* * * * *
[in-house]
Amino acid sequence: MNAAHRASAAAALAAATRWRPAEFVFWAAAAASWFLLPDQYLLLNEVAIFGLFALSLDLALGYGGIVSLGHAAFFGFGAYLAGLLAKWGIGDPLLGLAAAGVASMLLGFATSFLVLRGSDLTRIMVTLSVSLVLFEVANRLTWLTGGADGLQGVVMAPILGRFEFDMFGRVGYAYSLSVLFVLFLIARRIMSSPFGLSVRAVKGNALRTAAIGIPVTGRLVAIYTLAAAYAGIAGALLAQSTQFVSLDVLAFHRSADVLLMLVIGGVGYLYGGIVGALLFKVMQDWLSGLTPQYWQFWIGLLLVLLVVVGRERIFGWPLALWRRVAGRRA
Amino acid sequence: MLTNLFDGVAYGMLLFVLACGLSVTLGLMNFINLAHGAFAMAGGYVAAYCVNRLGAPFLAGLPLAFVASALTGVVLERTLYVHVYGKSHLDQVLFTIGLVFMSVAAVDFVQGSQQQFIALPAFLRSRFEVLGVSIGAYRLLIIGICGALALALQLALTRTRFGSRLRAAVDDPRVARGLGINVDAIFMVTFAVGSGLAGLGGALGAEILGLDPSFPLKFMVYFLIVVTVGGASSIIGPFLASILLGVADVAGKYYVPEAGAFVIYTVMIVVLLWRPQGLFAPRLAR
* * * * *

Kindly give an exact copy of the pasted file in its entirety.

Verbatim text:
[in-house]
Amino acid sequence: MNAAHRASAAAALAAATRWRPAEFVFWAAAAASWFLLPDQYLLLNEVAIFGLFALSLDLALGYGGIVSLGHAAFFGFGAYLAGLLAKWGIGDPLLGLAAAGVASMLLGFATSFLVLRGSDLTRIMVTLSVSLVLFEVANRLTWLTGGADGLQGVVMAPILGRFEFDMFGRVGYAYSLSVLFVLFLIARRIMSSPFGLSVRAVKGNALRTAAIGIPVTGRLVAIYTLAAAYAGIAGALLAQSTQFVSLDVLAFHRSADVLLMLVIGGVGYLYGGIVGALLFKVMQDWLSGLTPQYWQFWIGLLLVLLVVVGRERIFGWPLALWRRVAGRRA
Amino acid sequence: MLTNLFDGVAYGMLLFVLACGLSVTLGLMNFINLAHGAFAMAGGYVAAYCVNRLGAPFLAGLPLAFVASALTGVVLERTLYVHVYGKSHLDQVLFTIGLVFMSVAAVDFVQGSQQQFIALPAFLRSRFEVLGVSIGAYRLLIIGICGALALALQLALTRTRFGSRLRAAVDDPRVARGLGINVDAIFMVTFAVGSGLAGLGGALGAEILGLDPSFPLKFMVYFLIVVTVGGASSIIGPFLASILLGVADVAGKYYVPEAGAFVIYTVMIVVLLWRPQGLFAPRLAR